One of the most important things we can do is repeal the 17th Amendment. - Reggie
There's one escape from an increasingly tyrannical central government.
Way back during the interminable weeks between the 2000 presidential election and the final decision in Bush v. Gore, I spent hours upon hours explaining to otherwise intelligent and politically savvy folks just how this country works. Most of these discussions centered on the Electoral College and the media-induced confusion over its presumed complexities.
They usually began: "But Al Gore won the popular vote; shouldn't he be the president? Isn't that the way a democracy works?" Explaining that we are not a democracy but a constitutional republic was not that difficult; most Americans still have some notion of what our Constitution is, although many haven't any idea of what is actually in it.
The toughest thing, though, was trying to put over the idea that, as envisioned and enacted by our founders, ours is a sovereign nation of equally sovereign states. I would ask those persuaded by the "popular vote" press pundits, what they thought about the U.S. Senate; why it was created and how its members were apportioned, and was it fair that Rhode Island and New York had equal representation there? And finally, the way I usually wound up these chats was by asking, "What exactly is the name of our country?"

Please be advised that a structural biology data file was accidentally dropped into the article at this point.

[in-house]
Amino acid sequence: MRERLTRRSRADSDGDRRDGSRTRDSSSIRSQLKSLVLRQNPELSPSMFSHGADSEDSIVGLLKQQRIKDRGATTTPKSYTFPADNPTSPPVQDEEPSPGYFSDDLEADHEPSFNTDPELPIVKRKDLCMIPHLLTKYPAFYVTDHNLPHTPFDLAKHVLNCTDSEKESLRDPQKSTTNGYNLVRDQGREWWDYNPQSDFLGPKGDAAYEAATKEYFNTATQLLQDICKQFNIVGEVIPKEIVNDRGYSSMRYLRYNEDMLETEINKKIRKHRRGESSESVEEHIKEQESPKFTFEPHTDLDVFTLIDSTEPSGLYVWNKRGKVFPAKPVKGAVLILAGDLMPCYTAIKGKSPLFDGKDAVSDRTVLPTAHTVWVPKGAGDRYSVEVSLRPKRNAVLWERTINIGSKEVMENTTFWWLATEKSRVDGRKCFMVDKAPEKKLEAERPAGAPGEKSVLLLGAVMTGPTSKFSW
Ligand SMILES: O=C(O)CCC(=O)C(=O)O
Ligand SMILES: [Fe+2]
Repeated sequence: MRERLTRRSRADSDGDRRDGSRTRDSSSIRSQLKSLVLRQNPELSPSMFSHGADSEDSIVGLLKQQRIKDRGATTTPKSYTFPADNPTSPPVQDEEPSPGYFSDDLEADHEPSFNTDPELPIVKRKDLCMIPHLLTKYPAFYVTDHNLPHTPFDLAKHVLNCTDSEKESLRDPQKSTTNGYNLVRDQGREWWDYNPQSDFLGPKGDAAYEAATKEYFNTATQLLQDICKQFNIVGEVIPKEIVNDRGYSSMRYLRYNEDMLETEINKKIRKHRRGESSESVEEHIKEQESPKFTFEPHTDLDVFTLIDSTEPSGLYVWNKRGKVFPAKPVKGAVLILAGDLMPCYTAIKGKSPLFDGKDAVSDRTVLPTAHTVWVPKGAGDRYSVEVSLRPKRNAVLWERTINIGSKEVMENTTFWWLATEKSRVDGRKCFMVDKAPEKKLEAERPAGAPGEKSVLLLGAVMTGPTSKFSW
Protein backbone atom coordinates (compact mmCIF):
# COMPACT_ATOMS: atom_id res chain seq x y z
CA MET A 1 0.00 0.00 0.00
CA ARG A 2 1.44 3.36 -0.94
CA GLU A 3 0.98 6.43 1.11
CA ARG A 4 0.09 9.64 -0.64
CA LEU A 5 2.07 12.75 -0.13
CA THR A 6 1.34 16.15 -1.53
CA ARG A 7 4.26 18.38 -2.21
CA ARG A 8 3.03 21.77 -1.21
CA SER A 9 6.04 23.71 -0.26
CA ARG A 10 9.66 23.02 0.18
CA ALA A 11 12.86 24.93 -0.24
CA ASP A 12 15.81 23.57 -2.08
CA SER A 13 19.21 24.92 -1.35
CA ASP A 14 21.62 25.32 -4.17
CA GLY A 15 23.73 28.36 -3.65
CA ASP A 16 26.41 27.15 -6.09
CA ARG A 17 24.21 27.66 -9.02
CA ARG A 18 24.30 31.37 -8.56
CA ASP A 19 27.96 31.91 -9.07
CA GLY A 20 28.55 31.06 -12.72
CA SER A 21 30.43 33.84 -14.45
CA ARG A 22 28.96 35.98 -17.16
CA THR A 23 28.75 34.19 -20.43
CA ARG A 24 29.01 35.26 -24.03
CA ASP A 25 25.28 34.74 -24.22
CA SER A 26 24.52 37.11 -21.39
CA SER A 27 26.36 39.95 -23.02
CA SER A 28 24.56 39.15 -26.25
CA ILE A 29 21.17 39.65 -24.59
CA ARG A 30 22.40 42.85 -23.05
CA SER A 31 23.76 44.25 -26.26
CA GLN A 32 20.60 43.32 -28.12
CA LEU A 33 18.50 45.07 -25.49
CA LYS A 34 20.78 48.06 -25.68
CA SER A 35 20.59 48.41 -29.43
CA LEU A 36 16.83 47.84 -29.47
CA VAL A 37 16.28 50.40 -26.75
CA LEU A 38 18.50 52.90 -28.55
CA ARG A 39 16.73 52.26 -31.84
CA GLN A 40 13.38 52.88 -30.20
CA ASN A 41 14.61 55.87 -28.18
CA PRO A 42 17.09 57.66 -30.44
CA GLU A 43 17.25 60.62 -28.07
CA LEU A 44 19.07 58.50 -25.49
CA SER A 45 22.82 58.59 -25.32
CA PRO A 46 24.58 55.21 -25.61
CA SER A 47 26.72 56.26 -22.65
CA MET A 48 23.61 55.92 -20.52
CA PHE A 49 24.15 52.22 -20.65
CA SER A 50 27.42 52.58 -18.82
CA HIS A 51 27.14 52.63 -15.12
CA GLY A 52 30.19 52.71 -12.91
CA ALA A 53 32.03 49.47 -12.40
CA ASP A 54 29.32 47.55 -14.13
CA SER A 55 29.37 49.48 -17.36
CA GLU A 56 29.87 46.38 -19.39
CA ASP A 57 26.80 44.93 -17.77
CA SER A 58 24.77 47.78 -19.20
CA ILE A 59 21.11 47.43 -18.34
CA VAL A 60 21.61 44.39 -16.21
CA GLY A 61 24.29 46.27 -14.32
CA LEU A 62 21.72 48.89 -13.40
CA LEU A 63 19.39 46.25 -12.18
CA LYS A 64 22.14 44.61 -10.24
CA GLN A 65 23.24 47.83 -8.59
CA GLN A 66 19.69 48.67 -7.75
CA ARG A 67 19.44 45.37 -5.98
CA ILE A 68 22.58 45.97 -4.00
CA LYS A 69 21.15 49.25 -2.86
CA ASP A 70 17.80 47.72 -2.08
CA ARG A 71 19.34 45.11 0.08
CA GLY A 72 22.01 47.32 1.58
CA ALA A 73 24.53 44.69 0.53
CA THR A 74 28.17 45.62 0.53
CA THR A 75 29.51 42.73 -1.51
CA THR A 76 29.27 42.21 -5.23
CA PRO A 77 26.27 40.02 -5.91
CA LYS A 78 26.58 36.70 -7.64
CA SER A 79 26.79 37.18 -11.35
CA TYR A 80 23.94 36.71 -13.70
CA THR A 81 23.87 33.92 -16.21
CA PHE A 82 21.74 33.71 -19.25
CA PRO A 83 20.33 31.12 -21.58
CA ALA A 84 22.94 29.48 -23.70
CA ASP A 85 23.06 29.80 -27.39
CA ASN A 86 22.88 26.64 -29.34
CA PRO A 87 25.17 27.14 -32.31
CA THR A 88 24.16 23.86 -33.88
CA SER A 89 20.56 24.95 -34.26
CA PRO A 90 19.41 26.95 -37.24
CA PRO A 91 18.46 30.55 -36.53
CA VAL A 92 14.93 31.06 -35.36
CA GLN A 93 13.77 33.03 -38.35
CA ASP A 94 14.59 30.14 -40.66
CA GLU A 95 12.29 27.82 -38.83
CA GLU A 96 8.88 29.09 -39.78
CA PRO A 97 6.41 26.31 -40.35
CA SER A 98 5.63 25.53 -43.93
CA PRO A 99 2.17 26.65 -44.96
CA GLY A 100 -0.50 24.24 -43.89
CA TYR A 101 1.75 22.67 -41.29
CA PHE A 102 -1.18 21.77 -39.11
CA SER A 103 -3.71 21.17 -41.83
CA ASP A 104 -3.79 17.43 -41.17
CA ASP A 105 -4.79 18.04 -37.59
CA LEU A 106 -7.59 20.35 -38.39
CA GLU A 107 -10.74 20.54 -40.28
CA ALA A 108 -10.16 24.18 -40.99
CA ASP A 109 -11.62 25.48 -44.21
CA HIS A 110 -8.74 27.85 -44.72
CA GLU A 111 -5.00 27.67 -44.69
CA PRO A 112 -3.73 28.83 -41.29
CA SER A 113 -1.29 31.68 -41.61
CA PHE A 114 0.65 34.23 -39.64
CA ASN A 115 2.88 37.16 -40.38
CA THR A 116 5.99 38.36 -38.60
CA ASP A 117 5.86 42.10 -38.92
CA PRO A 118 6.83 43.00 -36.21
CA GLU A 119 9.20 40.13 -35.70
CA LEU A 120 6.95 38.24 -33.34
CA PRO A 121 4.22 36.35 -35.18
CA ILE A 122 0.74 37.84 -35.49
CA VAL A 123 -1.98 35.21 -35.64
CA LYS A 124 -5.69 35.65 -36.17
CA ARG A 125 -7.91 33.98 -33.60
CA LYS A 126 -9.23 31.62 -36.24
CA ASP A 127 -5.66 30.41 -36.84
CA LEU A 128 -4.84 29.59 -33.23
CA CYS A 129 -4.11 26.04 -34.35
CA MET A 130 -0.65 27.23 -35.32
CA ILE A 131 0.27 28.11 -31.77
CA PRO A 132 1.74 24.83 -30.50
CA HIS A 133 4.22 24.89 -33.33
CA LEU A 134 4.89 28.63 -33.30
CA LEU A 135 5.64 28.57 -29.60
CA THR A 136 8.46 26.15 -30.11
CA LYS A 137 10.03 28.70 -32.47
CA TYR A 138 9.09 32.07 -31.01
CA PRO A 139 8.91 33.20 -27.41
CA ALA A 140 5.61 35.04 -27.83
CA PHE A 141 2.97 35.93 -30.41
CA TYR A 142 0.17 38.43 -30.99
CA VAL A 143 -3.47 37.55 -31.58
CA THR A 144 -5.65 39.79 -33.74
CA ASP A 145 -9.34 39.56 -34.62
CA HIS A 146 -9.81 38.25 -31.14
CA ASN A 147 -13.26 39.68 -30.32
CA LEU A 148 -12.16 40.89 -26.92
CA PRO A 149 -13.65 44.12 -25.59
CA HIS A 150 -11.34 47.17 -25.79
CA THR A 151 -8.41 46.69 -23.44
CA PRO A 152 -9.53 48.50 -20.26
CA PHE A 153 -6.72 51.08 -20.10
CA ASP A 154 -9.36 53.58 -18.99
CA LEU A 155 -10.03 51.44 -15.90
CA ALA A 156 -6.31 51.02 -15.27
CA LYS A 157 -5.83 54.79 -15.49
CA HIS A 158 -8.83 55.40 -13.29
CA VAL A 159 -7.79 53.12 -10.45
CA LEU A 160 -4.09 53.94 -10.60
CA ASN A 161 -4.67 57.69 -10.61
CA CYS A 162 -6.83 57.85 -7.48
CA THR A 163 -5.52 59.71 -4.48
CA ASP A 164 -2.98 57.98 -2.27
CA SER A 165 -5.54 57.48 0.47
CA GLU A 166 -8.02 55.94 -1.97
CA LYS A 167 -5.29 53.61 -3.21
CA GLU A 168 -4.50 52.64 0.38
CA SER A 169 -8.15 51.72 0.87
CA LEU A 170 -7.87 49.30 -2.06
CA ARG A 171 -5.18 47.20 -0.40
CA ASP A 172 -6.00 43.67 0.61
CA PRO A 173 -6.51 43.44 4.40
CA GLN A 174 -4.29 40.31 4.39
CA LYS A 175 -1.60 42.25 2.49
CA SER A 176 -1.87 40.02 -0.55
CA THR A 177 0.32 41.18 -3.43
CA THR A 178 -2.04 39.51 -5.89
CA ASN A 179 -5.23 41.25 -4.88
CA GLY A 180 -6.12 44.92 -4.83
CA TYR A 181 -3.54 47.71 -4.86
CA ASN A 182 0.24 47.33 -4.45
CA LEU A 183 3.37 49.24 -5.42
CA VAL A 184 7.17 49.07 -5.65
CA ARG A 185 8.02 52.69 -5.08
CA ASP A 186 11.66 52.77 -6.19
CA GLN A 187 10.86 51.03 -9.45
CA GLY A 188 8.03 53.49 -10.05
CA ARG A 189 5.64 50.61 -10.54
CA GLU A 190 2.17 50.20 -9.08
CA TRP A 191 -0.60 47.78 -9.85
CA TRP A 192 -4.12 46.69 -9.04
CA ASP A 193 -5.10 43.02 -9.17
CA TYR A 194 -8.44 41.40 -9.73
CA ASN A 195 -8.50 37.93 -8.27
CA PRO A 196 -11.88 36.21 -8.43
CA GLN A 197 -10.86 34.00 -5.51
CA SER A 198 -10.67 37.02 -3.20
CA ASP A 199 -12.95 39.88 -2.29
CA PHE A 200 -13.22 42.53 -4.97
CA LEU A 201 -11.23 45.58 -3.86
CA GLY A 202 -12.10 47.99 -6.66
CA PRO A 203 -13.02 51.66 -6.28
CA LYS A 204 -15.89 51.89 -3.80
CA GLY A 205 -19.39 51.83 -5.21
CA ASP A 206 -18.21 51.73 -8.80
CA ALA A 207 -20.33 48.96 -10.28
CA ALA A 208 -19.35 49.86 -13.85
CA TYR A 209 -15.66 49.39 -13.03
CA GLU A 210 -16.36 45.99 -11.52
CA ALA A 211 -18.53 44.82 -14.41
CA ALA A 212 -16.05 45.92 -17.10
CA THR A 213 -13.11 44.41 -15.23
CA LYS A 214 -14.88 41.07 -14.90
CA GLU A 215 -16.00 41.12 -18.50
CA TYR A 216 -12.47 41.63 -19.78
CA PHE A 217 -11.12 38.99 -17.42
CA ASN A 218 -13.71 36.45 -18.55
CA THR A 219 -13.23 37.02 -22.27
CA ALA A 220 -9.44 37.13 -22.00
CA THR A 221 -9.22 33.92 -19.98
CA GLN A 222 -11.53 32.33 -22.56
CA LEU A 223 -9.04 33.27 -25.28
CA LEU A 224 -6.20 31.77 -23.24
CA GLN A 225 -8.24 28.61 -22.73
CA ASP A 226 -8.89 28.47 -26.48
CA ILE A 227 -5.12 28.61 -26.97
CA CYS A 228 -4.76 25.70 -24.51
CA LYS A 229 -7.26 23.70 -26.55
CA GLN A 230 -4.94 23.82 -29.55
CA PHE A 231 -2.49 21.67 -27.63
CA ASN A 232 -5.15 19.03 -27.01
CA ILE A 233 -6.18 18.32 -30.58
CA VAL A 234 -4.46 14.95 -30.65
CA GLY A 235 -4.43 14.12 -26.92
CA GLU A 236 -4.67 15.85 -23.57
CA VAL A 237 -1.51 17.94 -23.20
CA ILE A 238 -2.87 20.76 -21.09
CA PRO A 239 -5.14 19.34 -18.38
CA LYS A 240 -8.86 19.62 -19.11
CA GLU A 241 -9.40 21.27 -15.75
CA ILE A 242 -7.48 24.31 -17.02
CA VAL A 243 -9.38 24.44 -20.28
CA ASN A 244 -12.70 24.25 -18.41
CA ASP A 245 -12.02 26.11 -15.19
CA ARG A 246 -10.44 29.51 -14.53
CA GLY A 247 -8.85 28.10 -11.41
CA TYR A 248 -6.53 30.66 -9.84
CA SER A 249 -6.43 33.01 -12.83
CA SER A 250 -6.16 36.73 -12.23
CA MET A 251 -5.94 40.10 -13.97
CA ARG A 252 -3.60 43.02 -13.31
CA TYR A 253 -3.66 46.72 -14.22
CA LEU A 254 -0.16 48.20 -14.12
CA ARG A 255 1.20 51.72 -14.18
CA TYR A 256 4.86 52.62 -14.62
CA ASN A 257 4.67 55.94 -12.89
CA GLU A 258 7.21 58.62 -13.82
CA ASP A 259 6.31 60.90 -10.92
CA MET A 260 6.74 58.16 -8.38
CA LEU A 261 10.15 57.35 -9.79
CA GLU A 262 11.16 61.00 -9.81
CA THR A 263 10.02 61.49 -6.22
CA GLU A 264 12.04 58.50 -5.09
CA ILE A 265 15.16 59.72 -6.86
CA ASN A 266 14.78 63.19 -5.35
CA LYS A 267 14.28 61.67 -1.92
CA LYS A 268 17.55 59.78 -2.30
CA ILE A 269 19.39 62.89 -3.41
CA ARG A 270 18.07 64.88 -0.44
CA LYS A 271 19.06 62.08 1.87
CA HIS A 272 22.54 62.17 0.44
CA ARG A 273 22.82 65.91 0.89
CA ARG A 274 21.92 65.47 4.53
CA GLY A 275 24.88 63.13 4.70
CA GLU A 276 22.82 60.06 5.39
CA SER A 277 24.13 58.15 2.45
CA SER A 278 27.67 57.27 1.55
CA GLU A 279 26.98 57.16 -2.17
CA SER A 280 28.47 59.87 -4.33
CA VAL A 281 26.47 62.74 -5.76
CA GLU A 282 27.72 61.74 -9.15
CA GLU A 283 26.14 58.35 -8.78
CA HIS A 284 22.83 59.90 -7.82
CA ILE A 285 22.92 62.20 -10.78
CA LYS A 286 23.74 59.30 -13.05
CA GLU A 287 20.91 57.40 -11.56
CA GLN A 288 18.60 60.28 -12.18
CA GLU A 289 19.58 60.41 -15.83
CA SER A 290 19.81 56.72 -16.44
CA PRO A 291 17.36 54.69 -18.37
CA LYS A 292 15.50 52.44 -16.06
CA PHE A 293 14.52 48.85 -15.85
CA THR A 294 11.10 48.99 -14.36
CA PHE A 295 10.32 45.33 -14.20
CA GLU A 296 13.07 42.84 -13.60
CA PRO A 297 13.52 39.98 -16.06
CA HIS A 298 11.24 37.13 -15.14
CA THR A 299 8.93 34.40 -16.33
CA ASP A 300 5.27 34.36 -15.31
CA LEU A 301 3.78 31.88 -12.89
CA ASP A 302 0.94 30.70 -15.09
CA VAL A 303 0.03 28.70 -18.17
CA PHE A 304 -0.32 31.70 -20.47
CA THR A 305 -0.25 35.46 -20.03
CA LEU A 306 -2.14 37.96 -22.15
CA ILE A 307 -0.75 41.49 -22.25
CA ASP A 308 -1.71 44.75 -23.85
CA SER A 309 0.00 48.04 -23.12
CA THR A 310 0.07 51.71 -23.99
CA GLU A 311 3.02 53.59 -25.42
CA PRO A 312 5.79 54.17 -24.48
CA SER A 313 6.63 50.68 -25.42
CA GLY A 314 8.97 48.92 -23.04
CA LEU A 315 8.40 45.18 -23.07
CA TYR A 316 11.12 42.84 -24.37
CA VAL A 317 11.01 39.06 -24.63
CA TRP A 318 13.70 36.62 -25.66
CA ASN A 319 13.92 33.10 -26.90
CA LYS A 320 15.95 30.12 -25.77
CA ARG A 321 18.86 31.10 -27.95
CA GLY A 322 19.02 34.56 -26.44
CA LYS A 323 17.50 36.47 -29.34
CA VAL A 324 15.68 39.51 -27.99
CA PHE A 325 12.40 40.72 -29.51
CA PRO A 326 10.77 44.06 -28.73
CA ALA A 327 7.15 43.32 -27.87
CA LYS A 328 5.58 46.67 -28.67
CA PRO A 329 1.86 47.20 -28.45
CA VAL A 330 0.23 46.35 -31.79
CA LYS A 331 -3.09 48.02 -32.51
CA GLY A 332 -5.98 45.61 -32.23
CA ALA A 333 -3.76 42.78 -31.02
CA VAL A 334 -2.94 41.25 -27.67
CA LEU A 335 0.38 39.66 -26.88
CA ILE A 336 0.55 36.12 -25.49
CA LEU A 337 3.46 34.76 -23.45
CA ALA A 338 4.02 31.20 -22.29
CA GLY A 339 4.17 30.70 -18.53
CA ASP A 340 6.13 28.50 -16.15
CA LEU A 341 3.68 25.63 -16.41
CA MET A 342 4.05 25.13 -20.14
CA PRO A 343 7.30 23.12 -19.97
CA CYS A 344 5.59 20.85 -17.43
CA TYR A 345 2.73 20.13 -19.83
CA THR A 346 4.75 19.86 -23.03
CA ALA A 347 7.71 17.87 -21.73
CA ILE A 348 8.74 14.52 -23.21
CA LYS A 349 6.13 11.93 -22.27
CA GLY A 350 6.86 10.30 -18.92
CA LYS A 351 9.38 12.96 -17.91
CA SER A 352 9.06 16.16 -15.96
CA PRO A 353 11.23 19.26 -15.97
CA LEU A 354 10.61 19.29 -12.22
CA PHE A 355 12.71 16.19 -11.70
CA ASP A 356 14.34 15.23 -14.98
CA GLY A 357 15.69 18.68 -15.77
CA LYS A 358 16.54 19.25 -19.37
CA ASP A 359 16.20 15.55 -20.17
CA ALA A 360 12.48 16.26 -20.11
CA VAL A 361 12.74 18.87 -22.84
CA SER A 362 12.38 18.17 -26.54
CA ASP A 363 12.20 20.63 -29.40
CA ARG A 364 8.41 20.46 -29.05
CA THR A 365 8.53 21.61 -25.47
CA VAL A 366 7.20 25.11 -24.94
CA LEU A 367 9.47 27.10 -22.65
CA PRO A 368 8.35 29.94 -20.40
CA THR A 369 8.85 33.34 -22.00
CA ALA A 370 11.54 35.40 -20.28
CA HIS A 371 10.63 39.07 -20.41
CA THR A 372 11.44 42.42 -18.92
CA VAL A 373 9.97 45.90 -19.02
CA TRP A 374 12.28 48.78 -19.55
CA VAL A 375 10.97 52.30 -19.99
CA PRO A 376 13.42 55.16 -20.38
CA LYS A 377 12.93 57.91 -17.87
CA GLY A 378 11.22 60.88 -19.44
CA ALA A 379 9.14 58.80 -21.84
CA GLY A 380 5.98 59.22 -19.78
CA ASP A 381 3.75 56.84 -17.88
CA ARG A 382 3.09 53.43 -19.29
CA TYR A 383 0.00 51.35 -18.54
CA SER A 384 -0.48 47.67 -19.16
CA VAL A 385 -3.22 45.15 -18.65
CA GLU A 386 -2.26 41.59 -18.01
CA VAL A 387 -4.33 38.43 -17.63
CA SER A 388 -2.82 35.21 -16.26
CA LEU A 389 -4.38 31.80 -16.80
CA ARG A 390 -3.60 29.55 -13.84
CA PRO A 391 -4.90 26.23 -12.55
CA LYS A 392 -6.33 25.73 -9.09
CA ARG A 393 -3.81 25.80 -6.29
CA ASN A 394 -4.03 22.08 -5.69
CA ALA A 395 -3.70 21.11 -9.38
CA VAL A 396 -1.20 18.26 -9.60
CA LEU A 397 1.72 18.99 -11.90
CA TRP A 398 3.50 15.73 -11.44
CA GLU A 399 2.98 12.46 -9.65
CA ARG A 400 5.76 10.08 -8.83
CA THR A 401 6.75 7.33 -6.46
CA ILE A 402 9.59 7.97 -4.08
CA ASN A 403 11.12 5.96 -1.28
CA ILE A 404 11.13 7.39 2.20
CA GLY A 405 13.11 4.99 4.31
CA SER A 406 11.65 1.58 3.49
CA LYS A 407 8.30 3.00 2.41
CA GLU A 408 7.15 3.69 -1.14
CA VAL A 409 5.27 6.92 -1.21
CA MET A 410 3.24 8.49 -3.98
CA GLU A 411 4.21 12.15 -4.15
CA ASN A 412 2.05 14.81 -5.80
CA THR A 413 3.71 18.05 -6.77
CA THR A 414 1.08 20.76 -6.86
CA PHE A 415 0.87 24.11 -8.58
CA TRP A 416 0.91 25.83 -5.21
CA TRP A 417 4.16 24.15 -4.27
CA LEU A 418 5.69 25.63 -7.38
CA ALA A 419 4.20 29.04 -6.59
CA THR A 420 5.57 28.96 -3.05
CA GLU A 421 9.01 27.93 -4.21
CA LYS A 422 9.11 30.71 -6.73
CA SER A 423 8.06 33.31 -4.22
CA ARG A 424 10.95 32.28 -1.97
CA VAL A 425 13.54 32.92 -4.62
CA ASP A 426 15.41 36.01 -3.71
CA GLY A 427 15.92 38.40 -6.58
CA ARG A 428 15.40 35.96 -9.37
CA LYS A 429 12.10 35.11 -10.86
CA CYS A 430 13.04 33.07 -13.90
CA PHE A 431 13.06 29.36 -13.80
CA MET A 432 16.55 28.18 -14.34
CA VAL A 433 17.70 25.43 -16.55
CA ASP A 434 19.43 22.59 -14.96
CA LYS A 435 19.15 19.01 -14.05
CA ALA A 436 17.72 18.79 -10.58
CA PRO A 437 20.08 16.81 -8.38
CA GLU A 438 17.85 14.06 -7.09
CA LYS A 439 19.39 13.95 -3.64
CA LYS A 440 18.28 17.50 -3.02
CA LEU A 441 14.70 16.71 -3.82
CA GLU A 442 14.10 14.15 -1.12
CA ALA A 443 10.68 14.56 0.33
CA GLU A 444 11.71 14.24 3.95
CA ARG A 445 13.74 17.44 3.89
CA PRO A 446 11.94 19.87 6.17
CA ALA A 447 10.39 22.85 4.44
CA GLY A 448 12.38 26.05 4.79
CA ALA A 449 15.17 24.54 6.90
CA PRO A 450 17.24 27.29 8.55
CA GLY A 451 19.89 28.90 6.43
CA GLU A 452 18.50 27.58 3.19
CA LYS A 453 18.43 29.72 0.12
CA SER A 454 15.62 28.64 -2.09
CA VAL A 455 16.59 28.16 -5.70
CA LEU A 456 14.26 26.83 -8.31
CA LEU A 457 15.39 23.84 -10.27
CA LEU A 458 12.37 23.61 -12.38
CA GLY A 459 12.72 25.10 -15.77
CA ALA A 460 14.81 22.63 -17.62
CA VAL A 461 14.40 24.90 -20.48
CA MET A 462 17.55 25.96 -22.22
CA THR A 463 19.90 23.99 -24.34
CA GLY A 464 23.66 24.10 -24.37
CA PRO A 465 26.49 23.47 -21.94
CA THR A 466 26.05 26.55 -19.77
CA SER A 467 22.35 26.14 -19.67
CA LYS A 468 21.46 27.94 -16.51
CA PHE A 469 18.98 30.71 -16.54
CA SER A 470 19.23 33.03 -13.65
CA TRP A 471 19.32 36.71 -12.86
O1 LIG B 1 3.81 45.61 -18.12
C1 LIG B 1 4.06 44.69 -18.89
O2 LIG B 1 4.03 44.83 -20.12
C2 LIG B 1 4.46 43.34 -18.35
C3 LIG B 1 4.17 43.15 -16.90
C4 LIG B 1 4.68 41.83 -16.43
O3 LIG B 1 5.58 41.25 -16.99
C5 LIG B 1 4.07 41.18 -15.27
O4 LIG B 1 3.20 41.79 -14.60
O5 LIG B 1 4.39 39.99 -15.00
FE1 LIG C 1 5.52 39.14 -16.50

Yes, the fact that our Fifth Columnists of the Fourth Estate are constantly agitating for the abolition of the Electoral College should tell you just how vital it is to our constitutional form of government, and just how much the thought of states' rights terrifies the left. And with good reason.
Very quietly, many states have made decided turns to the right. In the last few years, they have voted to restrict abortion and amend their constitutions to ban same sex marriage. Others, noting the need for fiscal restraint, have begun to restrict the crippling power of state and municipal unions, and to reform those entrusted with the education of our children.